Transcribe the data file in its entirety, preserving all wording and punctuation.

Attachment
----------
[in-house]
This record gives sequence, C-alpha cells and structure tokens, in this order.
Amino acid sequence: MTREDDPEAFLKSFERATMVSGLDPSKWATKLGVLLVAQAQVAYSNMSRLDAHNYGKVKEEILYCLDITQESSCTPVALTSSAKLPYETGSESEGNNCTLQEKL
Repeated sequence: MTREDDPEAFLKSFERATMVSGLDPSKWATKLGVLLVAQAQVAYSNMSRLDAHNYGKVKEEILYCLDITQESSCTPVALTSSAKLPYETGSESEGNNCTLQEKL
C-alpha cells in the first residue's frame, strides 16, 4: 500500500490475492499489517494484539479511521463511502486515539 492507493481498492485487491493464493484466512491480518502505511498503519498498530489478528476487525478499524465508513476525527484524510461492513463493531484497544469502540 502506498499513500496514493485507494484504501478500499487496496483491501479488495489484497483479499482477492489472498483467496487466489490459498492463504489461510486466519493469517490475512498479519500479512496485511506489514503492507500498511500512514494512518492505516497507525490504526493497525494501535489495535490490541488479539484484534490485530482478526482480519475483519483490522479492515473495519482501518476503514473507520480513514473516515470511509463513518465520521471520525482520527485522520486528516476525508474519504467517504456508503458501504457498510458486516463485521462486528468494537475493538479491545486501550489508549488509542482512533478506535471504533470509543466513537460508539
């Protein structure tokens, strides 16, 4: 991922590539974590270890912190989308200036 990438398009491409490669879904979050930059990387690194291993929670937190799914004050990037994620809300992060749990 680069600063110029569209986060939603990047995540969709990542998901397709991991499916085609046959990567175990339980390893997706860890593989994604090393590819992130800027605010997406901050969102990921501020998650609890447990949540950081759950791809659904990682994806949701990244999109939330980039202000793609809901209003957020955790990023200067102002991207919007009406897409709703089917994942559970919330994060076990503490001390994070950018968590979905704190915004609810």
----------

[in-house]
This record gives sequence, C-alpha cells and structure tokens, in this order.
Amino acid sequence: MTREDDPEAFLKSFERATMVSGLDPSKWATKLGVLLVAQAQVAYSNMSRLDAHNYGKVKEEILYCLDITQESSCTPVALTSSAKLPYETGSESEGNNCTLQEKL
Repeated sequence: MTREDDPEAFLKSFERATMVSGLDPSKWATKLGVLLVAQAQVAYSNMSRLDAHNYGKVKEEILYCLDITQESSCTPVALTSSAKLPYETGSESEGNNCTLQEKL
C-alpha cells in the first residue's frame, strides 16, 4: 500500500490475492499489517494484539479511521463511502486515539 492507493481498492485487491493464493484466512491480518502505511498503519498498530489478528476487525478499524465508513476525527484524510461492513463493531484497544469502540 502506498499513500496514493485507494484504501478500499487496496483491501479488495489484497483479499482477492489472498483467496487466489490459498492463504489461510486466519493469517490475512498479519500479512496485511506489514503492507500498511500512514494512518492505516497507525490504526493497525494501535489495535490490541488479539484484534490485530482478526482480519475483519483490522479492515473495519482501518476503514473507520480513514473516515470511509463513518465520521471520525482520527485522520486528516476525508474519504467517504456508503458501504457498510458486516463485521462486528468494537475493538479491545486501550489508549488509542482512533478506535471504533470509543466513537460508539
């Protein structure tokens, strides 16, 4: 991922590539974590270890912190989308200036 990438398009491409490669879904979050930059990387690194291993929670937190799914004050990037994620809300992060749990 680069600063110029569209986060939603990047995540969709990542998901397709991991499916085609046959990567175990339980390893997706860890593989994604090393590819992130800027605010997406901050969102990921501020998650609890447990949540950081759950791809659904990682994806949701990244999109939330980039202000793609809901209003957020955790990023200067102002991207919007009406897409709703089917994942559970919330994060076990503490001390994070950018968590979905704190915004609810």